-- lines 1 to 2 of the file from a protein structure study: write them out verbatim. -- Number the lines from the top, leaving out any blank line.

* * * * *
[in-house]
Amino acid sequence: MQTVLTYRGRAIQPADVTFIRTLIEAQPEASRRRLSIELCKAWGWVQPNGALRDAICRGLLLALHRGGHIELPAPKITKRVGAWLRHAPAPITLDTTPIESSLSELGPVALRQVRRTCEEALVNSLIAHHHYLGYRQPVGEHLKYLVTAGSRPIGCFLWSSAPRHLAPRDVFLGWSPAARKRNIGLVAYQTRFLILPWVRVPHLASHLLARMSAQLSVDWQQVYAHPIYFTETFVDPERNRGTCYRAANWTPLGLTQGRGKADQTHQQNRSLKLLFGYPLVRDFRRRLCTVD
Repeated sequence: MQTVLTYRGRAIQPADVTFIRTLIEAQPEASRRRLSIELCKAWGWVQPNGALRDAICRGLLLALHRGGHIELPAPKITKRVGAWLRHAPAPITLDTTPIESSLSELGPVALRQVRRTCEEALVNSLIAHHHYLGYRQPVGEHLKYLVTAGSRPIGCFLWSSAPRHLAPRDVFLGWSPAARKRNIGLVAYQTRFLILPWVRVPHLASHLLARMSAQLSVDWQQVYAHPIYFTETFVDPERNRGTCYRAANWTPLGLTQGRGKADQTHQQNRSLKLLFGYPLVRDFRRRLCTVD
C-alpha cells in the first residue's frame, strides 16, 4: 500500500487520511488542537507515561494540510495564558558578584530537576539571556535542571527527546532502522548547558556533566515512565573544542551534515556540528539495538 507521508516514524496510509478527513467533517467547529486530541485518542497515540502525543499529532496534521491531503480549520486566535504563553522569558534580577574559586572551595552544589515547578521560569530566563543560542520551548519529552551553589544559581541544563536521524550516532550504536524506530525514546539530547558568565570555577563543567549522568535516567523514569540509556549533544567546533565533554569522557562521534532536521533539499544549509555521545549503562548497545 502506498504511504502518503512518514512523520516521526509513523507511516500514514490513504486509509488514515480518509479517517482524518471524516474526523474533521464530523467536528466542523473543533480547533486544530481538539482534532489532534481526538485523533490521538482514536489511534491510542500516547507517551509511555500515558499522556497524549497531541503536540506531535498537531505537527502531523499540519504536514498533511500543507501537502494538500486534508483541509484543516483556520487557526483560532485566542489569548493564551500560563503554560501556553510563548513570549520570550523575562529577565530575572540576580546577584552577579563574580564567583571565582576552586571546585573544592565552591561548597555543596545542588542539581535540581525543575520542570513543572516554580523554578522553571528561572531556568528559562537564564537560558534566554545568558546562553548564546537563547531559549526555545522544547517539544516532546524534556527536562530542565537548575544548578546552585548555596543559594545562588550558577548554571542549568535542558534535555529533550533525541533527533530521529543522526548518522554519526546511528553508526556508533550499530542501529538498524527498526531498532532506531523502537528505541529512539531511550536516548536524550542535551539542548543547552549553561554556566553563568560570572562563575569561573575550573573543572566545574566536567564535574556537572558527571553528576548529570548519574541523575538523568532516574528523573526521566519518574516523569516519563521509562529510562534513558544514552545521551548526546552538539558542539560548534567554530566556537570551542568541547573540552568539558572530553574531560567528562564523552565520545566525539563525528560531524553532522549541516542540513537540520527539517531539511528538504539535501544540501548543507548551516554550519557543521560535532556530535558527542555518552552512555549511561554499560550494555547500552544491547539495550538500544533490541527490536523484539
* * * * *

[in-house]
Amino acid sequence: MQTVLTYRGRAIQPADVTFIRTLIEAQPEASRRRLSIELCKAWGWVQPNGALRDAICRGLLLALHRGGHIELPAPKITKRVGAWLRHAPAPITLDTTPIESSLSELGPVALRQVRRTCEEALVNSLIAHHHYLGYRQPVGEHLKYLVTAGSRPIGCFLWSSAPRHLAPRDVFLGWSPAARKRNIGLVAYQTRFLILPWVRVPHLASHLLARMSAQLSVDWQQVYAHPIYFTETFVDPERNRGTCYRAANWTPLGLTQGRGKADQTHQQNRSLKLLFGYPLVRDFRRRLCTVD